The internet has revolutionised many aspects of our lives – but few more so than the way in which we do our shopping. But no matter how advanced the online world becomes, we’re still reliant on real-world postal workers, organisations and technologies to get our packages from retailer to customer. And while this remains the case, there’s always the chance that the goods in question will become damaged along the way.
Who Is Responsible?
From the moment it ships, right up until the moment it arrives at the home of the customer (and sometimes after that), the product in question is the responsibility of the retailer. This is because of what’s written in the Consumer Rights Act, which came into effect in 2015 (replacing the functionally-similar Sale of Goods Act). Customers are also protected by the Consumer Contracts Regulations, which specify that the seller is responsible for the condition of the goods. Customers should therefore take the issue up with the seller, rather than the courier organisation.
If you’re a retailer, then the chances are that you’ll occasionally send an item which is faulty, or becomes damaged in transit (though there are ways to reduce this likelihood). Be sure that you don’t try to pass the blame onto the delivery company, or their insurance – a savvy customer (one that’s read an article like this one, perhaps) will know otherwise.
What If I’ve signed For the Delivery?
If you’ve already signed for a delivery, only to discover, on closer inspection, that the item isn’t in the condition you hoped for, then you might be panicking. But fear not – just because you’ve signed for a delivery, whether you’ve done so on a piece of paper or a screen – doesn’t mean that you’re no longer protected by your rights as a consumer. If you’re especially worried, then you might make a point of writing a note saying you haven’t yet inspected the goods in question – but you’ll still be covered even if you don’t bother.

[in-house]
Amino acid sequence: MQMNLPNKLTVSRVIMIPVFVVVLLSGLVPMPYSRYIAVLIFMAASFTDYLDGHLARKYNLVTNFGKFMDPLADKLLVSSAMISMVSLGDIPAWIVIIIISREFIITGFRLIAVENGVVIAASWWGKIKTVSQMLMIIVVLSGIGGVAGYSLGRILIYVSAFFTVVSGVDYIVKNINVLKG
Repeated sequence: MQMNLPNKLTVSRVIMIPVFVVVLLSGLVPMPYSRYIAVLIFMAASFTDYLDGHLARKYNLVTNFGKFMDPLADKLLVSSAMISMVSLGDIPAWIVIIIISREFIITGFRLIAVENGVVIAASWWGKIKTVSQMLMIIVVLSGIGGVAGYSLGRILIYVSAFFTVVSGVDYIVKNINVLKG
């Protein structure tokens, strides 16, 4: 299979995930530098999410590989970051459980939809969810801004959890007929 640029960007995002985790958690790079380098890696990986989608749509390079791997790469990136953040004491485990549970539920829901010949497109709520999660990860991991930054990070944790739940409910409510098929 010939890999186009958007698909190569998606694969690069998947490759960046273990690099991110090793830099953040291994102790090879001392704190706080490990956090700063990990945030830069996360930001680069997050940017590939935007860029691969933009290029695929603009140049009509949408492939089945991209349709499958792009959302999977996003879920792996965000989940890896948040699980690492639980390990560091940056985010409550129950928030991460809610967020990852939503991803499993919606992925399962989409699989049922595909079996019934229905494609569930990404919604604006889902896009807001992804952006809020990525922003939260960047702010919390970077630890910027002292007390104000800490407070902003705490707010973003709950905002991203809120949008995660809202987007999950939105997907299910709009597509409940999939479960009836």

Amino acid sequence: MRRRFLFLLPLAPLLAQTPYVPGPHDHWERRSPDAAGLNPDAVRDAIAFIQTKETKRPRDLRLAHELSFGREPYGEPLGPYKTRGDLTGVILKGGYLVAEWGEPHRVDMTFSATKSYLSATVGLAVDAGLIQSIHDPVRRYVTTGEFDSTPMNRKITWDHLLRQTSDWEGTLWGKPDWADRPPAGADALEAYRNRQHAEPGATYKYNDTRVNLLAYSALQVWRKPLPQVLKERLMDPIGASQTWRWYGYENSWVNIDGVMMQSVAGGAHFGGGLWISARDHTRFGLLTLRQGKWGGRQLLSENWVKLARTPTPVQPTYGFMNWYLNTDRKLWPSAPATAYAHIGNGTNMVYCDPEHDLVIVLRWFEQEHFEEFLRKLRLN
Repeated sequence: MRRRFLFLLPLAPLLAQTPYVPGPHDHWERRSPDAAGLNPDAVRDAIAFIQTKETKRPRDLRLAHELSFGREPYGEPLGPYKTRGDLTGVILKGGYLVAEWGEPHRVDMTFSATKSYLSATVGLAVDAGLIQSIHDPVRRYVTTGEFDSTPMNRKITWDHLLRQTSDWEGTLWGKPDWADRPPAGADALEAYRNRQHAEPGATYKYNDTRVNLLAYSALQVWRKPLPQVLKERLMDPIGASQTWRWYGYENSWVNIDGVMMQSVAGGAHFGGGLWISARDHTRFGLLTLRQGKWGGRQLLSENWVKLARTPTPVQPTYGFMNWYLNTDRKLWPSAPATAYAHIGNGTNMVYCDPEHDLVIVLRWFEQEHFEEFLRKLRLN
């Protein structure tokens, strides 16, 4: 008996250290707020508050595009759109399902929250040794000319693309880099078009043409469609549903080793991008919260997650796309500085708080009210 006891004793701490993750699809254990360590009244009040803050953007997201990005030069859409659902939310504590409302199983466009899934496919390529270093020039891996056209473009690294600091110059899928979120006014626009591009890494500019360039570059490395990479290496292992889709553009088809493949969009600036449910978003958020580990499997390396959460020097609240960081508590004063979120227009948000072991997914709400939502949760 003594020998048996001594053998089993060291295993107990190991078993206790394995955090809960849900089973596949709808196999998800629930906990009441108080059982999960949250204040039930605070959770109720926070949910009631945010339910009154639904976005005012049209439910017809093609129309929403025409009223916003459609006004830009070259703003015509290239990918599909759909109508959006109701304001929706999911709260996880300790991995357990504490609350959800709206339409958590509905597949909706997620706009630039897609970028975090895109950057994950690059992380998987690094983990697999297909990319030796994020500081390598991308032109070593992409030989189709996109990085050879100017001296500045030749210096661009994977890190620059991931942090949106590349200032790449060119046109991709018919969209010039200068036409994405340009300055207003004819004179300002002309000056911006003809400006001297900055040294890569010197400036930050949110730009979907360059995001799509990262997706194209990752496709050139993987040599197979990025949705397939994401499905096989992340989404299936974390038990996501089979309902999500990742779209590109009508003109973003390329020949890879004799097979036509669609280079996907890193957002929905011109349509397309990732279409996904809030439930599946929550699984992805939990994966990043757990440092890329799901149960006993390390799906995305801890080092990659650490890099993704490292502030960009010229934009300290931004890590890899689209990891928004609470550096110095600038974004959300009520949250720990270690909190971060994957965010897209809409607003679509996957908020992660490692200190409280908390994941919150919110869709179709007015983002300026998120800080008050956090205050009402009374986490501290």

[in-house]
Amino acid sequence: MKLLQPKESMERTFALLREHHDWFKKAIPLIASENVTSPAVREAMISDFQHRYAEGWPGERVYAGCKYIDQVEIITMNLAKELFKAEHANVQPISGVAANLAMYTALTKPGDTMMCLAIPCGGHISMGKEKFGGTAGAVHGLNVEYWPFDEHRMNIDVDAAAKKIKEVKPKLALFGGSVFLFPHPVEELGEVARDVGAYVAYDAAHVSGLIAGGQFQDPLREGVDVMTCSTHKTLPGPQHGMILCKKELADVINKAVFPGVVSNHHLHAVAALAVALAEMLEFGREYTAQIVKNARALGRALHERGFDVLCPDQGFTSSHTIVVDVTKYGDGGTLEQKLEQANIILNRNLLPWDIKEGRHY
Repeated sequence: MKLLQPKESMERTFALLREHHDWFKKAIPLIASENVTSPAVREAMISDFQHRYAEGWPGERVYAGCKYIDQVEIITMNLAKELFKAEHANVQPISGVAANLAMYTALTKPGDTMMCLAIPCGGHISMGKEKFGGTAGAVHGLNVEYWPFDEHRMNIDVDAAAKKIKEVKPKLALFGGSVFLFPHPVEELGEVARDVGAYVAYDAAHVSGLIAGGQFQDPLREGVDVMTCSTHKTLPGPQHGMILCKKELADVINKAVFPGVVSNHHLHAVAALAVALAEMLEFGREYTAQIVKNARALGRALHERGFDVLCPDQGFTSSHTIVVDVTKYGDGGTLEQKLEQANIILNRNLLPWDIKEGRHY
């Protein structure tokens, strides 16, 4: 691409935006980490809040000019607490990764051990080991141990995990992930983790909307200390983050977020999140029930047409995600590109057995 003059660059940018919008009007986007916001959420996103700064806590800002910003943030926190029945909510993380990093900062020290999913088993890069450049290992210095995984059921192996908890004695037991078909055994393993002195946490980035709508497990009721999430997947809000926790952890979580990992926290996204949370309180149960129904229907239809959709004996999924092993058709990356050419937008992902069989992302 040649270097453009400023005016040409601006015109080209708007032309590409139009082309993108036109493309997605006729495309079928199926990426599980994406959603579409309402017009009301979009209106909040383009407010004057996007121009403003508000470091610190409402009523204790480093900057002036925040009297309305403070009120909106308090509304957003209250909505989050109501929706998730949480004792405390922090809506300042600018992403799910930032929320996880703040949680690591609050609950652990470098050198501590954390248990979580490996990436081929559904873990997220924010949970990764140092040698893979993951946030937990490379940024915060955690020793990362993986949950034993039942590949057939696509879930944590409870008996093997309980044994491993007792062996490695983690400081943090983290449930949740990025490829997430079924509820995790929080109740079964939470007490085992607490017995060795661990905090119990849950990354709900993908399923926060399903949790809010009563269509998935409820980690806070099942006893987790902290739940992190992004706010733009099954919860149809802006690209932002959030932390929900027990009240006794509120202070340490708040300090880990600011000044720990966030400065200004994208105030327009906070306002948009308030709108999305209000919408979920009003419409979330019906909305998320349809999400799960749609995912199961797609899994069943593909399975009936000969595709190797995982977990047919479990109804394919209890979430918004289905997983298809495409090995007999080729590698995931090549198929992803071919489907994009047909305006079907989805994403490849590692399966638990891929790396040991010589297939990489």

Of course, this isn’t to advocate a cavalier approach: check the goods as soon as you can once you’ve received them, and lodge any complaints you might have immediately. If you’ve left it for a long time before you report a problem, then the retailer might understandably conclude that it was a problem of your own making.
How Do I Protect My Package?
If you’re the sending party, then you’ll want to take steps to ensure that you package gets to where it’s supposed to be going in one piece. This means writing the address on legibly – and ideally printing out the address to minimise the likelihood of a problem. Ideally, use an address lookup service to confirm that the address is a genuine one – and, if you’re running an online store, provide your customers with an address finder when they check out. Illegible or incorrect addressing information is behind the majority of delivery problems – so be sure that you don’t become part of an unfortunate statistic by getting the addressing right.
Having said that, correct addressing will only help your package to arrive at its destination – it won’t do anything to ensure that the package arrives intact. It’s therefore worth taking packaging seriously – particularly if the goods are valuable or fragile. You can’t, after all, be sure that they’ll be handled carefully while they’re on their way. That said, it’s still worth attaching ‘fragile’ and ‘handle with care’ stickers to crockery, televisions and antique broaches.
It’s worth keeping an ample supply of bubble-wrap available, particularly if you’re regularly sending out packages of this sort. Other reliable packing materials, like polystyrene balls and screwed-up parcel paper, will do the same job. Be sure that the package is securely taped together, to the extent that it won’t accidentally come open mid-transit. It’s better to spend a little too much on tape, after all, than it is to risk an item becoming damaged on the way to its destination.
How Do I Make A Claim?
If you’ve sent a package that’s become damaged in transit, then you’ll need to get in touch with the Royal Mail via their online form. You’ll need to provide them with information about when the item was sent and received, along with proof of sending. You’ll also need to surrender the item in question, along with the packaging it was shipped in. You’ll have eighty days from the point of sending to make a claim, and the precise amount you can claim back will depend on the sort of postage you used.